Enter the Dragon Review
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When Enter the Dragon burst onto American screens in 1973, it intended to accomplish two goals: to properly introduce American audiences to the frenetic action style of Hong Kong martial arts films and to finally make Bruce Lee as big a star in the West as he was in the East. It succeeded in both, though Leeís sudden death that same year meant that heíd never see it happen. Despite those unfortunate circumstances, Enter the Dragon remains a classic of the genre and Leeís last, biggest, and arguably best film.

The film charts a familiar course. Lee plays a Shaolin temple martial artist (conveniently also named Lee) who is asked by his temple and the British Intelligence Service to hunt down Han (Shih Kien), a former Shaolin member who left the temple to seek wealth and power in drugs and human trafficking. Every three years, Han holds a martial arts tournament on his private island. Along with two American fighters he meets along the way (John Saxon and Jim Kelly), Lee must infiltrate the tournament and put an end to Hanís criminal empire.

After unsuccessfully trying to break into Hollywood, Lee had returned to Hong Kong to star in a string of successful action films there. Heíd earned enough attention, though, for Warner Bros. to partner up with Chinese production company Golden Harvest to offer him a shot at a full, big-budget international action vehicle. The result is a film that combines the high-scale production value of Hollywood, the down-and-dirty action of Hong Kong, and a healthy dose of Leeís martial arts prowess and philosophy.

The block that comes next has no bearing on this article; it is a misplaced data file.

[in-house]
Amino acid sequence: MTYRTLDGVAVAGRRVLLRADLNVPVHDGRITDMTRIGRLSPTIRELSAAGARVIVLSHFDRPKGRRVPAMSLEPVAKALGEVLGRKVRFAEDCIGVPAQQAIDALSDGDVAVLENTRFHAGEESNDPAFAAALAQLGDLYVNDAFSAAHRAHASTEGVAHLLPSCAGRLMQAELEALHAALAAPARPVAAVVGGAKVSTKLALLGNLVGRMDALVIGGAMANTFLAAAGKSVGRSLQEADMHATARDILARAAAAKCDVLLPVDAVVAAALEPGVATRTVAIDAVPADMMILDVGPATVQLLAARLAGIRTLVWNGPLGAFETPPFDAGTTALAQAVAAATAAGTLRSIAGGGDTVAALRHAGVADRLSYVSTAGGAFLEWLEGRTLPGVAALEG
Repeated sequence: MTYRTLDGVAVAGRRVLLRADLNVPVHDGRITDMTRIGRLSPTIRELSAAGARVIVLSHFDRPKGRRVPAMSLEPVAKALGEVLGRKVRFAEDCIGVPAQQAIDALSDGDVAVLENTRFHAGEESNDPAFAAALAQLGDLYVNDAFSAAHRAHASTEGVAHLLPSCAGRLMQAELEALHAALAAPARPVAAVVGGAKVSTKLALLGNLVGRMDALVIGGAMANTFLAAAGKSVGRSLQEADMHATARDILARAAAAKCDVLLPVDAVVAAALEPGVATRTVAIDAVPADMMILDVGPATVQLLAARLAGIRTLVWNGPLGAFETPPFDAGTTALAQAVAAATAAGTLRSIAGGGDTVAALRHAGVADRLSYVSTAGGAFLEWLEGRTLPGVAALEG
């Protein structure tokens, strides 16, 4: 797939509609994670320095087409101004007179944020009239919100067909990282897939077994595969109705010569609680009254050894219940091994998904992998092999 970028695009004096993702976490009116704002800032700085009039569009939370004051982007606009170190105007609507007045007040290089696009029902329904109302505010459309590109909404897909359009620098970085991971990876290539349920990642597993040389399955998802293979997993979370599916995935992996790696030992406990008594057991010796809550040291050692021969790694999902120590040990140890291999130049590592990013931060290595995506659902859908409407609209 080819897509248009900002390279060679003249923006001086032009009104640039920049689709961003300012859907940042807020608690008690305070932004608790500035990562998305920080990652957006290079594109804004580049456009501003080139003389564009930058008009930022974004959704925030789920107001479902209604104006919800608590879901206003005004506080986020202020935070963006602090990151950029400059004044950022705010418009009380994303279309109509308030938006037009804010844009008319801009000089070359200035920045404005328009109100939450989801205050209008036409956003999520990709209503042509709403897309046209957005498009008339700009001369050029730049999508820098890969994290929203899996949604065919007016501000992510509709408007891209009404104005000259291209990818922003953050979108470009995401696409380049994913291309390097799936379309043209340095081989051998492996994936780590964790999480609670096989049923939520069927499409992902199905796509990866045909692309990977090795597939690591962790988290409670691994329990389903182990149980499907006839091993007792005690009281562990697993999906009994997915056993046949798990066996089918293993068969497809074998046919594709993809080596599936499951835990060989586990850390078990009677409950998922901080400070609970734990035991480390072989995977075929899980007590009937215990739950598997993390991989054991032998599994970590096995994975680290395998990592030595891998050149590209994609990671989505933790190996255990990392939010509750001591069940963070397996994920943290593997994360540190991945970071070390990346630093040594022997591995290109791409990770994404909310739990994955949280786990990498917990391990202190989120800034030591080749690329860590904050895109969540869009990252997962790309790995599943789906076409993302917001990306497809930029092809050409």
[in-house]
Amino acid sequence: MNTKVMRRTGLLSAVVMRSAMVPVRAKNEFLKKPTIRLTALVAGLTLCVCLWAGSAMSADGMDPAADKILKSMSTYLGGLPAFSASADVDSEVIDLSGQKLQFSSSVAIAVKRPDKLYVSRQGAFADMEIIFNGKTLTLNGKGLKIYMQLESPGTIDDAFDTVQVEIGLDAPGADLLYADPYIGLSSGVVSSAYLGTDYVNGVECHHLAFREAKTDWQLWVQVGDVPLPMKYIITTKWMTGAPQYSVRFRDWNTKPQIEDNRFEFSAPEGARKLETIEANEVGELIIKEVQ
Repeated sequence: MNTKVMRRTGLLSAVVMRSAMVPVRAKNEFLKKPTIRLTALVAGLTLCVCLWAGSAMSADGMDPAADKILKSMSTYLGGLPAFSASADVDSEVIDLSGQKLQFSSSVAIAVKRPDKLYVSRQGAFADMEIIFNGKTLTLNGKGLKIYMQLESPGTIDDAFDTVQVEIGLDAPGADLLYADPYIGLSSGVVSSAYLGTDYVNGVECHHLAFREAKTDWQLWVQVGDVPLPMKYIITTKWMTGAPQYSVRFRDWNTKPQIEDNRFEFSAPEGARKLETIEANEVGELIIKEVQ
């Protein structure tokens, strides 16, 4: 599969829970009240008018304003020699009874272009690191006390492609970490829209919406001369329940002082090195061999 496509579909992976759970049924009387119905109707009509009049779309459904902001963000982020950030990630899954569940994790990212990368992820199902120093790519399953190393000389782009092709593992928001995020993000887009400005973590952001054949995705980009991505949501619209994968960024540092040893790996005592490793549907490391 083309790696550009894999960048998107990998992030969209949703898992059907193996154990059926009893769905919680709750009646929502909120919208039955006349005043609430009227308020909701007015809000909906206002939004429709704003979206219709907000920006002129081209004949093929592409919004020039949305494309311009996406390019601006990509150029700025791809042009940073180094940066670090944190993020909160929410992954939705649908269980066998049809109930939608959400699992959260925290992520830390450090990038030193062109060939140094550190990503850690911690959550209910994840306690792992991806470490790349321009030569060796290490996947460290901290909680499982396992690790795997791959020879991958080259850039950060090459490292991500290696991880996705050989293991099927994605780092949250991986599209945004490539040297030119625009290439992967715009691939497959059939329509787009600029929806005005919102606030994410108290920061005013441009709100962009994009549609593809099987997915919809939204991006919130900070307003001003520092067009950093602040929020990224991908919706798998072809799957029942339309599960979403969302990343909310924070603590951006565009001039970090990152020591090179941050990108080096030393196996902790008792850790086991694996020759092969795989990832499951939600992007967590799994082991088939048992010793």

The film looks gorgeous, shot on location in Hong Kong and filled with local details and sets that provide striking backdrops for the action. Lee choreographed many of the fights himself, and he rewrote significant portions of the script to allow him to express his views on the nature of martial arts and Chinese culture. The filmís pacing ebbs and flows, taking time to set up the tournament and the various character relationships before erupting into fluidly choreographed violence.

The main draw, unquestionably, is Lee himself. While his character in the film isnít all that finely developed, the manís sheer physicality is riveting. Between the wiry muscles, whooping war cries, and fluidity of movement, itís easy to see how that performance drove up registration in kung fu and karate classes across the country. In a film bustling with iconography, he still manages to be the most arresting visual element on the screen.

The popularity of martial arts films in the West has remained strong since Enter the Dragon demonstrated their potential. That Bruce Lee never got the chance to follow up on this success is a tragedy. That he got it done at all and left such a grand legacy in the cinema is something to be celebrated and enjoyed for many more years to come.

Blu-ray Review:
The 40th Anniversary Ultimate Collectorís Edition of Enter the Dragon lives up to its lengthy title. The feature transfer does justice to the vibrant cinematography and action as well as Lalo Schifrinís jazzy score. It also includes the feature-length 1993 documentary Curse of the Dragon, as well as a collection of lengthy featurettes that cover everything from the making of the film to Leeís own history and kung fu philosophies. If you donít already have this film in your collection or want to upgrade, this release is a winner all around.

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